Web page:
Warwick holds line on taxes, approves 2019 budget

By on December 26, 2018

There will be no tax hike next year in Warwick Township.

The board of supervisors on Dec. 20 approved the 2019 budget, with total revenue projected at $5,002,937 and total expenditures at $4,999,844, yielding a small fund balance of $3,093.
For 2019, Warwick Township residents can expect no new taxes or property tax increases in the coming year. The millage rate will remain at the current millage rate of 0.02325, which has been maintained since 1990 at the equivalent of this millage rate. Among planned expenditures for the 2019 budget are design planning and permitting for the joint project to complete the Sixth Street extension, installation of new play equipment at the Warwick Township Municipal Park and channel improvements at Saylor Park.

Supervisors approved a benefit for those serving the community as volunteer fire fighters, ambulance personnel, fire police and others with a new Volunteer Service Credit Program. Volunteers will be able to apply for the credit that may provide a 20 percent savings on earned income tax. Another topic of discussion at the Dec. 20 meeting was a dilemma facing Warwick Township in terms of establishing guidelines for regulating communications towers and antennas in the township.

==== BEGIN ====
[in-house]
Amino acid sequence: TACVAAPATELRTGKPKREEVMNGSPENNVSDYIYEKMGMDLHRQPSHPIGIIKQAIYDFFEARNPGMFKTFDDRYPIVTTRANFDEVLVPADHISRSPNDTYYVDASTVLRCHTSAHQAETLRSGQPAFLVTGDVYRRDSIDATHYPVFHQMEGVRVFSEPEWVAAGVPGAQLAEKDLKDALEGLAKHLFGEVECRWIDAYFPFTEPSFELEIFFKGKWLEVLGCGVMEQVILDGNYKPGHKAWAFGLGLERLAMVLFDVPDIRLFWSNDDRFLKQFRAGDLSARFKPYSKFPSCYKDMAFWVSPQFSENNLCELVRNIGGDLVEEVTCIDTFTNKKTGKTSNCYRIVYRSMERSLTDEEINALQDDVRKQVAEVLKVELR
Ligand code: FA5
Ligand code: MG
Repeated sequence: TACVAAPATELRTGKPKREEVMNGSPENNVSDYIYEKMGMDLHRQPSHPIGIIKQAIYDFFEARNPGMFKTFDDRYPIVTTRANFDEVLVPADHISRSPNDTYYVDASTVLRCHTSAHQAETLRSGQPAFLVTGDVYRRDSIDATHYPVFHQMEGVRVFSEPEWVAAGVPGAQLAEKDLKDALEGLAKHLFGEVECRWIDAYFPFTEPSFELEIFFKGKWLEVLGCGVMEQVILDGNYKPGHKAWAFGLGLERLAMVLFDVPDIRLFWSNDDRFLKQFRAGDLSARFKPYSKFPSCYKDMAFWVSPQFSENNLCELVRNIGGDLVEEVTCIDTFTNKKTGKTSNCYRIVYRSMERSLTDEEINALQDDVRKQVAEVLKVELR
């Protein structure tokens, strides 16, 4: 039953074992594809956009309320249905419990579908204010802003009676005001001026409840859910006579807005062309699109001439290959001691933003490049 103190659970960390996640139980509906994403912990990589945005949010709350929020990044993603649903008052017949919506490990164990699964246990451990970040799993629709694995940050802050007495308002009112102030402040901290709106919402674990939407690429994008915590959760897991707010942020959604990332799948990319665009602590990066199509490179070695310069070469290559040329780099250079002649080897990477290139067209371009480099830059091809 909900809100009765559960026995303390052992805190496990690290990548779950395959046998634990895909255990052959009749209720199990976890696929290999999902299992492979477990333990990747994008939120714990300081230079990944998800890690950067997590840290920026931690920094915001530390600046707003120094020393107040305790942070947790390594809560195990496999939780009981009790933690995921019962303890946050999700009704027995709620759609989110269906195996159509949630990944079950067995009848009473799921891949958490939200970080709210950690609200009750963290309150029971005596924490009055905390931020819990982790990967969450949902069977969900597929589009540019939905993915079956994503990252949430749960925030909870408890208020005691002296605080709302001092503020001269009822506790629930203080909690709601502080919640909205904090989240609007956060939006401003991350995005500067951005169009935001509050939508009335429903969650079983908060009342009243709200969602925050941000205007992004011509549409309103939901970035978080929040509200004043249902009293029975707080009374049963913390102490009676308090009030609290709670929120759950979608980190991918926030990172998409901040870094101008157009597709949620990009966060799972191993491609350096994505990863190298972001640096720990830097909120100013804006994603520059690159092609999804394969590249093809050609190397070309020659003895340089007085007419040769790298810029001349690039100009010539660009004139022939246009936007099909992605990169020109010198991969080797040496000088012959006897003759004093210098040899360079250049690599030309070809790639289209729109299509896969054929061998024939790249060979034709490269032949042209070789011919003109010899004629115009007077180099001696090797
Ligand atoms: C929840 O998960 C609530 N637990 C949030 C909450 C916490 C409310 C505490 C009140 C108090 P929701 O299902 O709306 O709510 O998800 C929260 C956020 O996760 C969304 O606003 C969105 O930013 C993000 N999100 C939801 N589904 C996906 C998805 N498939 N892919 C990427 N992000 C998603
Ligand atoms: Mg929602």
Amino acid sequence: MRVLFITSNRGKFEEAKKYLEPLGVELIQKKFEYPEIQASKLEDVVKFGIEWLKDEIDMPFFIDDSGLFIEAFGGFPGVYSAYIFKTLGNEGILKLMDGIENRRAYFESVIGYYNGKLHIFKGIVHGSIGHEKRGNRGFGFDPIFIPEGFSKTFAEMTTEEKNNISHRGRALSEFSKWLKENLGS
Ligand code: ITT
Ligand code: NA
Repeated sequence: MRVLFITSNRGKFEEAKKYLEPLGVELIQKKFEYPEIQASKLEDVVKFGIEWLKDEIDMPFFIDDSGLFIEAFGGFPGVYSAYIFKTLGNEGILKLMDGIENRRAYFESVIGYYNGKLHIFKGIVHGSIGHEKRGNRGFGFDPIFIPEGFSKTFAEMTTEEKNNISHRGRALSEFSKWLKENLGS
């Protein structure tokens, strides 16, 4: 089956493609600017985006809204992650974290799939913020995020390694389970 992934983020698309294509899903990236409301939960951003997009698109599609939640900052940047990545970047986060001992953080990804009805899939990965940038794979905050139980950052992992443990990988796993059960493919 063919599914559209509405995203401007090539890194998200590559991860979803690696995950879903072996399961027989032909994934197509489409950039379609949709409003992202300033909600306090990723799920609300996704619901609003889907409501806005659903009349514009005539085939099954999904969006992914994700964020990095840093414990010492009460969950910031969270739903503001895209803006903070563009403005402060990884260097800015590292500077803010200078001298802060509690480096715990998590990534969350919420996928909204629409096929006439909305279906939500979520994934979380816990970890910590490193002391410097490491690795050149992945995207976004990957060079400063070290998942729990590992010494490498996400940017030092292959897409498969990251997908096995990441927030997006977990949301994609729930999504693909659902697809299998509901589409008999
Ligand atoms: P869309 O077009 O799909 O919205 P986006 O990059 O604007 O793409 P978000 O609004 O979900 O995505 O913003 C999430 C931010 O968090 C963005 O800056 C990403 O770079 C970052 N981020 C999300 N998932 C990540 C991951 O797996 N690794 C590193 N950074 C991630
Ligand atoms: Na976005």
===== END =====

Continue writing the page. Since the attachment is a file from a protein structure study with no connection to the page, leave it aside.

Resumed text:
“It’s an effort to protect residential neighborhoods, while still providing service that is in high demand,” said township manager Daniel Zimmerman at the Dec. 20 meeting of Warwick Township supervisors.

What he was referring to is the impending roll-out of the newest 5G technology that is expected to speed up and enhance communications technology globally. It’s known as 5G, because it is the fifth generation of cellular mobile communications. Succeeding 4G, 3G and 2G systems, 5G performance is expected to produce high data rates, reduced latency, energy saving, cost reduction, higher system capacity, and device connectivity.

It might sound good to cell phone users, but there are concerns that come with this latest technology. Several area residents attended the Warwick Township meeting to express their trepidation.

“I am opposed to 5G technology being installed in Warwick Township because of the health effects,” said Eileen Crone, who attended with her husband, Neil Crone.
Crone cited studies that indicate that the new 5G cell towers may be more dangerous than other towers, because of the shorter length of millimeter waves required to support the bandwidth. That will require more cell towers which equates to more exposure to radiation.